Beam 1a noisy 01nov06
The alfalfa a2010 project reported extra noise in the
drifts done with beam1a on 01nov06. They are doing drift scans using 100
Mhz bw centered at 1385 Mhz. They are dumping at a 1 second rate with 4096
channels per spectra. Each strip lasts 600 seconds.
Dynamic spectra of beam 1a:
Plotting the total power jumps and ripple strength:
The plot shows the avg
bandpass, total power jumps, and ripple strength (.ps) (.pdf):
Average bandpass 7 beams: This has been averaged over the 600 seconds.
Black is polA and red is polB. The dashed green lines are the portion of
the spectrum used to measure the ripple strength.
Total power vs time for 7 beams: The total power for each spectra
was computed (excluding the regions with rfi). The total power time series
was normalized to the median value for each beam and then plotted
versus time. Black is polA and red is polB. The bottom trace is beam0 while
the top trace is beam6.
The positive going bumps are continuum sources.
Pol A and polB should track each other. Beams 2,4,5, and 6 have some variation
in the polA/B ratio with time.
Beams 0A and 1A are noisier than the others. Beam 1A (reported as bad)
is the worse.
Rms/Mean for each frequency channel: The rms/mean was computed for
each frequency channel over the 600 time samples. Outliers (continuum sources)
were not included in the rms computation. The green dotted line is
the expected rms (=1.2(3lvl)/sqrt(100e6/4096*1.2(sinx/x width)*1.)). The
rms vs frequency for beam 1a shows a frequency dependence (not seen in
the others beams).
Blowup of avg bandpass showing ripple: A 1st order polynomial and
a 9th order harmonic was removed from the 100 Mhz average bandpass for
each beam. 5 Mhz (1360 to 1365 MHz) was then plotted for each beam. Black
is polA and red is polB. The y axis is in units of Tsys.
You can see a high frequency ripple in beams: 1A,2A,3A,3B, and 4A. This
is the 174 Khz ripple caused by the reflections in the fiber optics cable.
This was seen in 07sep04 in the galfa data and again in 11jul05
in the alfalfa data.
Back in jun05 pixel had the largest ripple (about .003 tsys). We replaced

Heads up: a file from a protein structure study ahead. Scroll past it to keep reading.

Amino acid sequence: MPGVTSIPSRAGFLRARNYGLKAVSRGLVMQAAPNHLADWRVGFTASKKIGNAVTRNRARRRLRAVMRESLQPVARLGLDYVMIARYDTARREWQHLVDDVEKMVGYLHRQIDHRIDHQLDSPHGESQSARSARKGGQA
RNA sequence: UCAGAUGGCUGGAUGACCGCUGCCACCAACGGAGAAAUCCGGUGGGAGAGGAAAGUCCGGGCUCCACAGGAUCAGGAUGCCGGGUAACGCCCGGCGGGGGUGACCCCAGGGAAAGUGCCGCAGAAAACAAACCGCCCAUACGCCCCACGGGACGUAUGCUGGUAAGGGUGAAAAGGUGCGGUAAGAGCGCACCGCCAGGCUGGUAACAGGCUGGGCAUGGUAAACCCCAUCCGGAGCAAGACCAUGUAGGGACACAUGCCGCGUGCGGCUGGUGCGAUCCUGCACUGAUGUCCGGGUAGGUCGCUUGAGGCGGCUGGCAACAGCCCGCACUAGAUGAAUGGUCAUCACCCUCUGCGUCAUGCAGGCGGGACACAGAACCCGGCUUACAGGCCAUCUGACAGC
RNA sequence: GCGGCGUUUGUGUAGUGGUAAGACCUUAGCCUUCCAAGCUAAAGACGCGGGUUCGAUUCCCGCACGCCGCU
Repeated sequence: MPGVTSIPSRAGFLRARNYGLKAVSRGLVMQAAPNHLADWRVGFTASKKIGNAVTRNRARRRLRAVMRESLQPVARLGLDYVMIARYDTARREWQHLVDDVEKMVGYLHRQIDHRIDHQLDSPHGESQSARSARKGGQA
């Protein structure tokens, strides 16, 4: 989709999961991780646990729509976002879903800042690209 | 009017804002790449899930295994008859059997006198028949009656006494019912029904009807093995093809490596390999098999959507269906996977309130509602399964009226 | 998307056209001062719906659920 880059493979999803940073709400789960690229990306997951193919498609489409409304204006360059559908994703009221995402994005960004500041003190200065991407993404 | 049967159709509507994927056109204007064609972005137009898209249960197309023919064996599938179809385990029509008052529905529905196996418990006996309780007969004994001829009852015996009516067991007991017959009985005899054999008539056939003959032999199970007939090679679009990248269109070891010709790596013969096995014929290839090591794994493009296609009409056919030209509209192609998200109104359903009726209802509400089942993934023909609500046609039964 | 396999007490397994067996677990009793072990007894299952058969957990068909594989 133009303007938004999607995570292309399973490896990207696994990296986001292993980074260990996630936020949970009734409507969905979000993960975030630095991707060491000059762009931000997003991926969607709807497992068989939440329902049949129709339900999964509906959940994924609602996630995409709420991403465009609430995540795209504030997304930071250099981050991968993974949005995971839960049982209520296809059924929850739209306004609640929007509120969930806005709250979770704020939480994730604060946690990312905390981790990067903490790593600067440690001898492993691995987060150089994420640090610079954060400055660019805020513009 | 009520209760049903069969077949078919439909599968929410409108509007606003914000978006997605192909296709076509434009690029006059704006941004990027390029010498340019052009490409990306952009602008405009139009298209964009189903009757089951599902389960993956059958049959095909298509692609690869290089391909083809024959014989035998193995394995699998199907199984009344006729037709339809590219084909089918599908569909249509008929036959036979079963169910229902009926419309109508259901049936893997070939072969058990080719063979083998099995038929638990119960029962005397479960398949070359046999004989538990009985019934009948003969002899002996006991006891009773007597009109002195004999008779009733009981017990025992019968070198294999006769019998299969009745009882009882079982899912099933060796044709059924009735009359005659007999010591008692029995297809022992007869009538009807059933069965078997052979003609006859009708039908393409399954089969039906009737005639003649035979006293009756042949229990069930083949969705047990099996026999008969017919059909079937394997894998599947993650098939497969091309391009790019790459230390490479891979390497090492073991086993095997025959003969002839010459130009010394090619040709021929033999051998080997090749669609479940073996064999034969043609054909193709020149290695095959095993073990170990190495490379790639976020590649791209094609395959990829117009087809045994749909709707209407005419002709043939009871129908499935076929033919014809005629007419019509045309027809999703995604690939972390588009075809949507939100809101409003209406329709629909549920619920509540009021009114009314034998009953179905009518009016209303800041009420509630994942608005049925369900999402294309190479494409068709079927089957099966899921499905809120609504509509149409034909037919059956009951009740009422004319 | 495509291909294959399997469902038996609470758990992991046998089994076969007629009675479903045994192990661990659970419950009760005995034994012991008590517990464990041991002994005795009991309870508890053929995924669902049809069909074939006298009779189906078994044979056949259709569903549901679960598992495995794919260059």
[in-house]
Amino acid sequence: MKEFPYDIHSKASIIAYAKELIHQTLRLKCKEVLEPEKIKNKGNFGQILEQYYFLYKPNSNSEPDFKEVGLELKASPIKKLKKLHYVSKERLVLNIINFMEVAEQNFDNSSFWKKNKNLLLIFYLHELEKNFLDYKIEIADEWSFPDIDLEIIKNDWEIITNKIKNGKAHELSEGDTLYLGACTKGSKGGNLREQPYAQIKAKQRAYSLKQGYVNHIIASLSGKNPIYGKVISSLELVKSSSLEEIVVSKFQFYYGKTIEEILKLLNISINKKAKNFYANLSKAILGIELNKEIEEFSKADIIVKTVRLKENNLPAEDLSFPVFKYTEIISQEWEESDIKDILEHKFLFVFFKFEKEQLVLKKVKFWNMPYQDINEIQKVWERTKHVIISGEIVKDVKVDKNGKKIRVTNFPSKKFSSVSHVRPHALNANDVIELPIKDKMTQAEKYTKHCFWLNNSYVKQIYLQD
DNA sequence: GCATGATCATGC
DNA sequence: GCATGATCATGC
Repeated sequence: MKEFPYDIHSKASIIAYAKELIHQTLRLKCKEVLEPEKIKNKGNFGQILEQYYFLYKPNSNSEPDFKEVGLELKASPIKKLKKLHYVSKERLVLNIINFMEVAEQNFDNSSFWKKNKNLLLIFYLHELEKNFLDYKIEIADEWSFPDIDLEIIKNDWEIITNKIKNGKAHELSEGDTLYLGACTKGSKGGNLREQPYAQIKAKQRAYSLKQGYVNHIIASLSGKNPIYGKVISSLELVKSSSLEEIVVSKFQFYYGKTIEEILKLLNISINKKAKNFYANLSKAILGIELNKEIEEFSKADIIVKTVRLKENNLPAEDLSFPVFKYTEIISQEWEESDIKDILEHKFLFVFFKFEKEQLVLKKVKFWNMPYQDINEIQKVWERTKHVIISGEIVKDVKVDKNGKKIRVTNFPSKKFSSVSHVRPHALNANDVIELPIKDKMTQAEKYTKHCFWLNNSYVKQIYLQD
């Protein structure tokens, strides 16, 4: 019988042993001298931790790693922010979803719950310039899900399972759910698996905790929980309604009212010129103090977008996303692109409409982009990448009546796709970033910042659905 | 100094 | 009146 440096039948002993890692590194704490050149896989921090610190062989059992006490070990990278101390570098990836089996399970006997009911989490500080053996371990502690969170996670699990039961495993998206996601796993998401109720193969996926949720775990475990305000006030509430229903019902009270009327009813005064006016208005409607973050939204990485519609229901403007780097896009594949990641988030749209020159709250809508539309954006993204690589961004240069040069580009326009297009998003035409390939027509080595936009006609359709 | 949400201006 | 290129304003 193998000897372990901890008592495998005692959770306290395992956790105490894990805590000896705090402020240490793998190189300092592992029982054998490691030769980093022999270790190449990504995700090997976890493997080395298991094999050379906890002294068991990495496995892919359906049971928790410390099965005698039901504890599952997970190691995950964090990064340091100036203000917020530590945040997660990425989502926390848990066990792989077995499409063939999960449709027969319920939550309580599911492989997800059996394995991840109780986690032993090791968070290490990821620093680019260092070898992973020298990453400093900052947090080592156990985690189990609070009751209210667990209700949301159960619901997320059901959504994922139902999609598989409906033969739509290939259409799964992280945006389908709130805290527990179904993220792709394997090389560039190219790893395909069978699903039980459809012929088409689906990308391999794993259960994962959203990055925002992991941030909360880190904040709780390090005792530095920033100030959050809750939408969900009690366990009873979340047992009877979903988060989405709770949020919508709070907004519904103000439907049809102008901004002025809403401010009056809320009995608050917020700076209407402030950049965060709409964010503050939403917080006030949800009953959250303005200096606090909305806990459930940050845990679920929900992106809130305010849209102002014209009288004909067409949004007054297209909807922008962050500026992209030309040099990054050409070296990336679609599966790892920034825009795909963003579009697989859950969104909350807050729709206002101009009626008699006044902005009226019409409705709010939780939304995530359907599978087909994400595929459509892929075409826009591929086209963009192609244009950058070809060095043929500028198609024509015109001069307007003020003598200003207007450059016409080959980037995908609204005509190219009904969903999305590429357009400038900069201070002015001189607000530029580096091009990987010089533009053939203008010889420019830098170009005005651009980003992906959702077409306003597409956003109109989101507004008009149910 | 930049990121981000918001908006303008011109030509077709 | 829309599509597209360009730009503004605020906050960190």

the fiber optic receiver at the time. The other pixels had ripple on the
order of 0 to .002 Tsys.
Avg ACF showing strength of reflection: For each of the 600 spectra:
The frequency range 1352 to 1418 Mhz was extracted and a 9th order harmonic
Each 1 second spectra was then normalized so that its median value was
For each 1 second spectra the acf was computed.
All 600 acf's were averaged and plotted.
Each beam is color coded. PolA is always the lower trace of each
pair. The x axis is in useconds (lag delay). The y axis is in units of
Tsys (with offsets for plotting).
The birdie at 5.782 useconds is about the time needed for a reflection
to go up and back in the fibers.
Beam1a has the largest ripple (.002 Tsys) but it is not much larger than
some of the other pixels. It has the same order of magnitude as the values
measured back in jun05.
Stability of the reflection: For each 1 second acf:
the peak value was recorded for the 5.782 usec delay (actually the peak
was taken from 5 lags around this value).
The amplitude of the ripple was then plotted versus time. Pol A is black
and polB is red. The vertical scale is in units of Tsys.
The amplitude of the ripple was stable for all beams except beam1A.
Beam1a would jump between .001 Tsys an .005 Tsys.
The ripple should be a function of the power reflecting at each end of
the fibers. Since we normalized each 1 second spectra to unity, there should
be no power variation in the ripple power (since the total power was forced
to be constant). This means that either the reflection coefficient is changing
or the optical transmitter if jumping on time periods of a second or more.
Extra noise was seen in beam1A of alfa on 01nov06.
The total power versus time shows beam1A to be worse than the other beams
(beam0a is also worse than the others).
The rms/mean by channel shows a frequency dependence for beam1A. This means
the jumps are not constant in frequency.
The 174Khz ripple caused by reflections in the fibers is present in a few
beams. The amplitude is similar to what is was back in 2004 and 2005 (except
The amplitude of the reflection in beam1a is changing in time from .001
Tsys to .005 Tsys. The jumps happen on orders of a second.
The jumps are not caused by changes in total power (since each spectra
was normalized to unity). This probably means that the fiber optic transmitter
is failing. A less likely cause could be that the reflection coefficient
is changing on time scales of a second.